Tingamarra Fauna

Last updated

The Tingamarra Fauna is associated with the early Eocene Murgon fossil site, and contains the earliest known non-flying eutherian, passerine, trionychidae turtles, mekosuchine crocodiles along with frogs, lungfish and teleost fish in Australia. [1] The Murgon fossil site is located near Kingaroy in south-east Queensland (26° 14' S, 151° 57' E).



Material that represents the fossil component is the MP1 horizon in a sequence of lacustrine clays from Boat Mountain. The geological formation of the site is not known for certain, but may be associated with the Oakdale Sandstone formation. The area was a swamp or shallow lake at the time of deposition, though the habitat has not been determined. Potassium-argon dating of illites has given a date of about 54.6 million years, which is before Australia's separation from Antarctica and South America [2]

Fish of Tingamarra
Amphibians of Tingamarra
Reptiles of Tingamarra
Patagoniophis P. australiensis (Scanlon, 2004)Many disarticulated vertebrae and fragmented ribs
Alamitophis [3] A. tingamarraFragmented dentary and rib along with disarticulated vertebrae.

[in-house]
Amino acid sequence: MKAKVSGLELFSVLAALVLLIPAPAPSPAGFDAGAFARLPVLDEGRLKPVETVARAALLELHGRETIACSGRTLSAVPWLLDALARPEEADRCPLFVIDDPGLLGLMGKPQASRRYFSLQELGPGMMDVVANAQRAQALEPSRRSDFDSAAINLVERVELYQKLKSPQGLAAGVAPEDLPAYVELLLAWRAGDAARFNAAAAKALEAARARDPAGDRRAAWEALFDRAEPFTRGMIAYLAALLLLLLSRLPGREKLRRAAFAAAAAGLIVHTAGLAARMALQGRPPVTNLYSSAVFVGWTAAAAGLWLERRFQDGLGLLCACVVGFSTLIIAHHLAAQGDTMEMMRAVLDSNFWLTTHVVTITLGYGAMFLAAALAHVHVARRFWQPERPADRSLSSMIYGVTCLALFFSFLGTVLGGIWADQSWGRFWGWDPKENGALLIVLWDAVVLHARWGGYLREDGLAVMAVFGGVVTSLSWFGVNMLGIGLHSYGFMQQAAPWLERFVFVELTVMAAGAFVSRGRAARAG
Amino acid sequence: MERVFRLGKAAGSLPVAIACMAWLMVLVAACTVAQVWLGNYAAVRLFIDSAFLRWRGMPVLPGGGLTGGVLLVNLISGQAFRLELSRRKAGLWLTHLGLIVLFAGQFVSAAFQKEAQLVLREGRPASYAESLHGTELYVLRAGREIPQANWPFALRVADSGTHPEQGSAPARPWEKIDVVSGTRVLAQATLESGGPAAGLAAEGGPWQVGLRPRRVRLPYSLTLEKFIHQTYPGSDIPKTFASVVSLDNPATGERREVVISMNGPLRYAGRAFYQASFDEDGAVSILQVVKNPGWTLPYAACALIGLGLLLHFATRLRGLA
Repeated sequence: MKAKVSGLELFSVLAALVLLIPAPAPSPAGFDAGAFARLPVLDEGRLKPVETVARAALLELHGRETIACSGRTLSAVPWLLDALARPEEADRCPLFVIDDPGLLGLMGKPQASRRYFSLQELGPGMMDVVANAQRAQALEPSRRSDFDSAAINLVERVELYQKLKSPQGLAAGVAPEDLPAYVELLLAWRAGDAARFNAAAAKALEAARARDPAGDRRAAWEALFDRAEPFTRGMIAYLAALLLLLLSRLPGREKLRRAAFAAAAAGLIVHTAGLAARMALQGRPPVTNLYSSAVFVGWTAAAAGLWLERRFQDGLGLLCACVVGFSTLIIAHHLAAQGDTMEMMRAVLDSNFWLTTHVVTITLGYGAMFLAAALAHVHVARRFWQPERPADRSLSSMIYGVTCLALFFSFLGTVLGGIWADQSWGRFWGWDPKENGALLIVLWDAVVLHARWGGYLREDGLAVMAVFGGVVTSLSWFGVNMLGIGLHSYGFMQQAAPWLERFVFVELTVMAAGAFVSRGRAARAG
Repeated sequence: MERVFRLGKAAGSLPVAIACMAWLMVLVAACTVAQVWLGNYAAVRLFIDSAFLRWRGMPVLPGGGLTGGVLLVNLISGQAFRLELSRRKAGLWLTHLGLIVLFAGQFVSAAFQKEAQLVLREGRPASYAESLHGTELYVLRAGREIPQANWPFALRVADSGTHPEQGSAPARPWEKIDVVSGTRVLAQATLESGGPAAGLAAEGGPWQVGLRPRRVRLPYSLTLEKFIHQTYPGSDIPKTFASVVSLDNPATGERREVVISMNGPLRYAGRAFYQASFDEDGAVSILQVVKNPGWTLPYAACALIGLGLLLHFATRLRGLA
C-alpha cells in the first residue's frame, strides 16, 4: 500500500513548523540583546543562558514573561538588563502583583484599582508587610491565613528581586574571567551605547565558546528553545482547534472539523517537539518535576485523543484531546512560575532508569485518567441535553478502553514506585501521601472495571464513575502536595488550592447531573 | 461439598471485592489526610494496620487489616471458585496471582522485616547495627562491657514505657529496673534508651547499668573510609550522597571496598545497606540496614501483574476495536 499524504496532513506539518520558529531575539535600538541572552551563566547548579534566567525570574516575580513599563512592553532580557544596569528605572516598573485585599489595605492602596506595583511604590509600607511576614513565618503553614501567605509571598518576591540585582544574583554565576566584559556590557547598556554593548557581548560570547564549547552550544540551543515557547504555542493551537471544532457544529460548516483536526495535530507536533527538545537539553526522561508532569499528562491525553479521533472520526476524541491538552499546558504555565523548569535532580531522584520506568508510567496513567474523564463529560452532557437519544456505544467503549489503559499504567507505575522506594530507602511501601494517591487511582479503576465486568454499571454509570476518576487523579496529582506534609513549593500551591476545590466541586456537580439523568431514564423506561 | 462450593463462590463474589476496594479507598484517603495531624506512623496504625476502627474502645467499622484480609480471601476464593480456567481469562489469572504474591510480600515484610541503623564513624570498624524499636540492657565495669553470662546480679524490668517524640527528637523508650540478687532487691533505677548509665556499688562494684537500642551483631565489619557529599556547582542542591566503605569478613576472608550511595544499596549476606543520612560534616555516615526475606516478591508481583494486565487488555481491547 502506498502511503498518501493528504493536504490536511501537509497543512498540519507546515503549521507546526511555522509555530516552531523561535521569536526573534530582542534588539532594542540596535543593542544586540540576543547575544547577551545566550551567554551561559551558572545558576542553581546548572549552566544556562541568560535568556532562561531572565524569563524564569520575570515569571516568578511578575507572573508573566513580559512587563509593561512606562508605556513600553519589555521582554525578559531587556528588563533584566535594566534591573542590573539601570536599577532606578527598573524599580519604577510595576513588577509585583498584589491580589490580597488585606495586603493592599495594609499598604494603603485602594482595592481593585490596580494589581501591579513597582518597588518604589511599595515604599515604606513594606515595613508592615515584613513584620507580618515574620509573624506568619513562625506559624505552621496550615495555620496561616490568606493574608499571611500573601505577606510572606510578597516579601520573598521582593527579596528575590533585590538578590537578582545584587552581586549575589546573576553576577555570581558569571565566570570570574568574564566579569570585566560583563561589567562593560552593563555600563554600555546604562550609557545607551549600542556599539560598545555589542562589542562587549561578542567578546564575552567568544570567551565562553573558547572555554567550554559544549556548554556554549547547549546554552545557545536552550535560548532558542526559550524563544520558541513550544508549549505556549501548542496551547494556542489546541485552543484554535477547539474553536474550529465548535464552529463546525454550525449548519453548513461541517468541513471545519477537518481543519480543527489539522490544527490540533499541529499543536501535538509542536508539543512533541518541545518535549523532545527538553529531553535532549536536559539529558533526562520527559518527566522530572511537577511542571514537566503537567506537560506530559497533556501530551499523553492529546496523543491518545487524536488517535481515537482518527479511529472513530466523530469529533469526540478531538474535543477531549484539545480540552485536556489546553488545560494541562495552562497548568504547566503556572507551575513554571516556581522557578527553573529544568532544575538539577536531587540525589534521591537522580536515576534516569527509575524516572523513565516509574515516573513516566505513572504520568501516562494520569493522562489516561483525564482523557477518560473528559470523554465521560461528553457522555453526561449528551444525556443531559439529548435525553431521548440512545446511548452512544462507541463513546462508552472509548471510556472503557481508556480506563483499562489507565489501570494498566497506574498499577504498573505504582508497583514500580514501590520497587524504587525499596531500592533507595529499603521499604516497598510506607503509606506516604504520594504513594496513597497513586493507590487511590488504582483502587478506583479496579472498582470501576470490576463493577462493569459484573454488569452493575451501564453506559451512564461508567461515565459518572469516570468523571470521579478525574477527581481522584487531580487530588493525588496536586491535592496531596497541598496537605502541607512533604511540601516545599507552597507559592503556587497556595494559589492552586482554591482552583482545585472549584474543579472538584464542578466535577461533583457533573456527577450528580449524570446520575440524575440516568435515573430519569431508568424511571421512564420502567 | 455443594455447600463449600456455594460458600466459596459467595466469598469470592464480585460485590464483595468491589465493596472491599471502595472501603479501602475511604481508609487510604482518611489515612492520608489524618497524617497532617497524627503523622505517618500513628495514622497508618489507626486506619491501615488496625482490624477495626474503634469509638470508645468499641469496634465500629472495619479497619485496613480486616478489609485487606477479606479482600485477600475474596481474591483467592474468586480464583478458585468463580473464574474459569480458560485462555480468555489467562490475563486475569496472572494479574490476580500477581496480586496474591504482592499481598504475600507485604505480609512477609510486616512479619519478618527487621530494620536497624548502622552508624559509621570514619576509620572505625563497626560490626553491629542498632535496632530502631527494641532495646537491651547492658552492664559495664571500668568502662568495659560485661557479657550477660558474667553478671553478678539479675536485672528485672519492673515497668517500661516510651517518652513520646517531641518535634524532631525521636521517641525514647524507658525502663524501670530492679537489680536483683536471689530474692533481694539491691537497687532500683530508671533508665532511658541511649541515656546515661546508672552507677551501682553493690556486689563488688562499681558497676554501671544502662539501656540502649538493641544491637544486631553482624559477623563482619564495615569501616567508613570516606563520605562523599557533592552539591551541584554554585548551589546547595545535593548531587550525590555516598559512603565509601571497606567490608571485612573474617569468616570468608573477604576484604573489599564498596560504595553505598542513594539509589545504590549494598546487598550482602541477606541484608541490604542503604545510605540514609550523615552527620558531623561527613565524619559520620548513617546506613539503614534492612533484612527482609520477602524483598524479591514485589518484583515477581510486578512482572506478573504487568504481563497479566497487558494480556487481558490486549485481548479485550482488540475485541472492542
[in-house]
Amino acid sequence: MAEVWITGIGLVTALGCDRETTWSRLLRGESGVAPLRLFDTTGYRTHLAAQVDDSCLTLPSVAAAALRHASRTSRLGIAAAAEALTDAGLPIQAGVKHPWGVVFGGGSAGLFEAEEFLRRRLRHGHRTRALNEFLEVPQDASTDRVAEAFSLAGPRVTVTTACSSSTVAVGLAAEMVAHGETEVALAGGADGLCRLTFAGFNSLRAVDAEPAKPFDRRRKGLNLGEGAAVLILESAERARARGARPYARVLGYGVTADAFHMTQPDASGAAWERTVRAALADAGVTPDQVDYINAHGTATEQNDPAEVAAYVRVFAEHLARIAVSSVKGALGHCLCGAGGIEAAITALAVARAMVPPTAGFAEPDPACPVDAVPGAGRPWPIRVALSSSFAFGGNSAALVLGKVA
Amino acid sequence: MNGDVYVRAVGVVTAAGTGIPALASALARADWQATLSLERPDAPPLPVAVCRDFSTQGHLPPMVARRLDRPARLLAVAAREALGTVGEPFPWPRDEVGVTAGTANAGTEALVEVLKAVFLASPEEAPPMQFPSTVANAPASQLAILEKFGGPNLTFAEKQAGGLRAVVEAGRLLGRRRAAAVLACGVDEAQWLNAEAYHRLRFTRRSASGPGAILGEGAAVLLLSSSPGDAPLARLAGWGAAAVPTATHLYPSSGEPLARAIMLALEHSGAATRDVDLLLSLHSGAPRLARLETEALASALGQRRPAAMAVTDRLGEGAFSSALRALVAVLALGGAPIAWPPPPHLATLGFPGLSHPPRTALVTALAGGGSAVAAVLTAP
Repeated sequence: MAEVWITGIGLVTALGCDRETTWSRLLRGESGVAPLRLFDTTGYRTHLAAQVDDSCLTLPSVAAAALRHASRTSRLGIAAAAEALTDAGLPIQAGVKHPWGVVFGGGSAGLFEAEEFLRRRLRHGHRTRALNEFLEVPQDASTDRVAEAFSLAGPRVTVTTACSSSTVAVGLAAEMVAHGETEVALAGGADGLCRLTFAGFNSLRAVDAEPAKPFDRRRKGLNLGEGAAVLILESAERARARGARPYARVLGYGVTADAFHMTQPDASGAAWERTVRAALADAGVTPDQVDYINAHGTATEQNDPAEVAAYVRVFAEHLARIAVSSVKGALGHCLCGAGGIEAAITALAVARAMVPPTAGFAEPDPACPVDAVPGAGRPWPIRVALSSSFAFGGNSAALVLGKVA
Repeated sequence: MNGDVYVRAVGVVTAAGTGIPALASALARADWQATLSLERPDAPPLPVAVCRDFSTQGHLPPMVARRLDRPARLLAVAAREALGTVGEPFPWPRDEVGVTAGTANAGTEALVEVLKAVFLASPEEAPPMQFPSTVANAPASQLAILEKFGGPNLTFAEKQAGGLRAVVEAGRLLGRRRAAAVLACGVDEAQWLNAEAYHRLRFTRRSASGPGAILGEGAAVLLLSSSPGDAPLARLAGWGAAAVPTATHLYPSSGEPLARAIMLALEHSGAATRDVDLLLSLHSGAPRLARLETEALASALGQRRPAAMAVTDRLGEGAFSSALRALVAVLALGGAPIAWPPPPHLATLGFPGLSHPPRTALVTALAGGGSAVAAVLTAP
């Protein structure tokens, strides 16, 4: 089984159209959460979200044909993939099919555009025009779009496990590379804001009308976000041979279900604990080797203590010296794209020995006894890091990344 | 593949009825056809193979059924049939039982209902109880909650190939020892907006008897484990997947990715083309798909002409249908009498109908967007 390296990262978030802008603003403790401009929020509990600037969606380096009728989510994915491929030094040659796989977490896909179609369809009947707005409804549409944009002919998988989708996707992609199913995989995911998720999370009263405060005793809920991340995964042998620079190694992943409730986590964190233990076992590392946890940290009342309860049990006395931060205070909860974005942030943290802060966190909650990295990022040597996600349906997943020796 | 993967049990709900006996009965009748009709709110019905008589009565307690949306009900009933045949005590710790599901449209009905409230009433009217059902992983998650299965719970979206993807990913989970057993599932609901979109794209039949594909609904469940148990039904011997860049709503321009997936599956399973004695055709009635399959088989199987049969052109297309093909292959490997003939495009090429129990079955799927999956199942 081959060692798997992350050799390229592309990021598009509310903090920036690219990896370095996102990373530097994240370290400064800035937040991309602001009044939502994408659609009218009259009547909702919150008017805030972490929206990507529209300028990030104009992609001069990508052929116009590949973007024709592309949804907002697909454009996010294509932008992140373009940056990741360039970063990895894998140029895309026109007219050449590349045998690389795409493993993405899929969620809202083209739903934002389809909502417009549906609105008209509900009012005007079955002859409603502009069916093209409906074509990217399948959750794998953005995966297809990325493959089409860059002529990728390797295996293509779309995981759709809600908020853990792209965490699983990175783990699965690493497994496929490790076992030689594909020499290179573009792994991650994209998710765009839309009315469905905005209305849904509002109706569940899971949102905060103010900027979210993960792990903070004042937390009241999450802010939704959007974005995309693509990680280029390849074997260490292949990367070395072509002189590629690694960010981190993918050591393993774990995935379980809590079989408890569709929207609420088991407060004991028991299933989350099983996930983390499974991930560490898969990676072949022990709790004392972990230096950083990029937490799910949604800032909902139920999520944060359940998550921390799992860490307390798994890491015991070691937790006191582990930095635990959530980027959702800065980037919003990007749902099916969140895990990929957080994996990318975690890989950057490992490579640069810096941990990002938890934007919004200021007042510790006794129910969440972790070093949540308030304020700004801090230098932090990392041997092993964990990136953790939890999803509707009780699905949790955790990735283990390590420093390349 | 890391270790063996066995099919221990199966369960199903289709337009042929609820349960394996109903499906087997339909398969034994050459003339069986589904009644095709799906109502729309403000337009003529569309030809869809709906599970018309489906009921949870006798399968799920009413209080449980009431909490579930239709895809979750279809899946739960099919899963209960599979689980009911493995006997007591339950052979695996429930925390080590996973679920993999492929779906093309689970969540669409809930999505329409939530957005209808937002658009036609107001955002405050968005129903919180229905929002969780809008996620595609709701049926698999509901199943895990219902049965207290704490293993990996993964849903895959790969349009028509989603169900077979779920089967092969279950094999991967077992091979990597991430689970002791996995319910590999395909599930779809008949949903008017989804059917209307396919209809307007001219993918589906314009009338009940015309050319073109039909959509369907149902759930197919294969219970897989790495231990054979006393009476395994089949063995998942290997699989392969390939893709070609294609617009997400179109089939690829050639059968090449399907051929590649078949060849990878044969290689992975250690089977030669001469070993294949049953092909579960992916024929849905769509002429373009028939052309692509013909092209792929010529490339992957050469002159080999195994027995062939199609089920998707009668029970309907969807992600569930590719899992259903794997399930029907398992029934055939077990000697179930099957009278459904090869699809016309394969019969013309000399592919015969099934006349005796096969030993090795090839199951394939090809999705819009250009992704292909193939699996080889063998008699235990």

Kambara K. implexidens and K. murgonensis
? Madtsoia M.spRib head and proximal shaft Costal tubercle is broken so not able to determine if it was robust as in madtsoiids or slender in proximal view as with the extent serpentes. Some other characteristics indicate a Patagoniophis affinity excluding the large size (3.9 by 2.6 mm), but is still smaller than Madtsoia , to which it is most similar. [4]
Murgonemys M. braithwaiteiAlmost complete semi-articulated carapace with vertebrae [5]
Mammals of Tingamarra
Archaeonothos A. henkgodthelpiA carnivorous metatherian of uncertain affinities.
Australonycteris A. clarkaeA single dentary bone, many disarticulated teeth, periotics and postcranial bones.Postcranial material is known but not described.
"Chulpasia"A fossil traditionally referred to the paucituberculate Chulpasia, now thought to represent an unrelated marsupial. [6]
Djarthia D. murgonensisJaw fragments with teeth. [7]
Tingamarra T. porterorumRareTwo teeth one being 3 mm, and an ankle and ear bone is all that is described of this species.
Thylacotinga ?Isolated teeth.
Birds of Tingamarra